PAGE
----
Read This Before Booking Your Next Hotel Room

Is there a new con growing in the hotel industry?

We all heard of rotten tales of people thinking that they had bought an advertised product that the retailer had never been authorised to sell in the first place, leaving customers disappointed in a company ‘over promising’, at best, or a comiting fraud at worst.  It happens in many areas of the hospitality industry, but you’d think that it wouldn’t affect a small family run business in the Lake District in the UK.

But imagine this.

You’ve decided to visit the Lake District in the UK, and why wouldn’t you? Around 16 million people a year area drawn to stunning mountain views, crystal lakes, and walking trails for all levels.

There’s so much information available on the internet, that you’ve done your research, read the reviews and happily picked the establishment and the room you want to book.  If you’re a bit savvy, you’ve trawled through the web and found a deal via one of those big sites which claims to compare prices.  You’ve clicked on a page you want to book, and been linked through to the booking system of the third party.  You make your booking, and all seems well.

But is it?  Have you actually booked the place that you went to all the bother of personally selecting? Or have you been ‘baited and switched’?  Will you arrive at your chosen holiday destination, only to find that you’re staying in a different place.  And if so, how has that happened?

Sounds like something that might happen in a country in a less than well developed tourist industry, doesn’t it!

Well, it seems that it may well be the big international companies such as Booking.com and Expedia, who (from our experience) are buying advertising space on Google (nothing wrong with that), but then linking those ads through to completely separate businesses.

Let me write that again.

Big businesses are masquerading as small businesses (in this case The Swinside Inn), and linking customers through to entirely different businesses.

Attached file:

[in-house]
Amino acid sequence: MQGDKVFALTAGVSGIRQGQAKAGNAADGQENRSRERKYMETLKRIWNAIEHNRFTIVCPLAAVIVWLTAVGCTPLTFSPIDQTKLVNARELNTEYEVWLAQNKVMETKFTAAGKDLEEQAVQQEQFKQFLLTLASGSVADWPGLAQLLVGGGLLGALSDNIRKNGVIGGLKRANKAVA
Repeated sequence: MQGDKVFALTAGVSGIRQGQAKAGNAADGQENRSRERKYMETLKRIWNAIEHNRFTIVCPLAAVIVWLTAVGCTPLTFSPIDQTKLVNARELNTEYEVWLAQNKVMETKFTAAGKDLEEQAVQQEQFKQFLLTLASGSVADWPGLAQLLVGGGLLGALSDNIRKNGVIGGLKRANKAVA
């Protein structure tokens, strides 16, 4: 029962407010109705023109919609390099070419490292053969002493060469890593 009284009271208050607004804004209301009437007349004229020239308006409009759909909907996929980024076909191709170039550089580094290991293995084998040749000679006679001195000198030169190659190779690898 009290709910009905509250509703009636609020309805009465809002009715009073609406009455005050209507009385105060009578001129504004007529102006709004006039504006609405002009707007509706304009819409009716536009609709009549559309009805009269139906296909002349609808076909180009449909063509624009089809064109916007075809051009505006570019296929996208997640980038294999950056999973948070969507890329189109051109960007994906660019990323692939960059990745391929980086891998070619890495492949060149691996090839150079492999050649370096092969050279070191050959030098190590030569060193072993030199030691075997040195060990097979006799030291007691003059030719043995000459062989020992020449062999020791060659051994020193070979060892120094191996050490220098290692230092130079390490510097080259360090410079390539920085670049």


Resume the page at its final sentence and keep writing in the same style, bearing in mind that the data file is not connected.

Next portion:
Let’s be clear about this, it’s not a case of offering an alternative if the original business is fully booked, the customer is taken directly to another business.

We don’t want to give exact examples of this, as it wouldn’t be fair on other businesses who seem to be inadvertently benefitting, but to put it simply, if you book to stay at Swinside Inn using any website other than www.swinsideinn.co.uk, you might actually end up staying elsewhere!

This is aggravating for owners of a business, (Ben and Sharon and The Swinside Inn Team) who have worked hard to build reputation and reviews, only for someone else to get the trade. But it’s especially galling for a business who actually uses, and generates income for Booking.com for that same company to be hijacking customers, and booking them in elsewhere.

Having said that, neither Booking.com, nor Expedia, Hotels.com, who have absolutely no connection at all with The Swinside Inn, have been of any help in rectifying the problem.

So we’re left to try to spread the word ourselves.  If you book bed and breakfast at The Swinside Inn, you will be sleeping at the pub, in the same building as the bar and dining areas.

The way that you can ensure this is to book direct with us on our website www.swinsideinn.co.uk, that way, you’ll get what you’re expecting, and we’ll get the business.  Oh, and we’ll give you a 10% discount off any lunches and dinners during your stay (you won’t get that by going through a third party).

So here’s the question (or maybe two):

  1. Have you ever arrived at a prebooked holiday and suspected (or known) that it wasn’t what you’d booked?

  2. Have you ever ‘booked’ to stay at The Swinside Inn and found that you’re staying elsewhere?

Leave us a comment and let us know!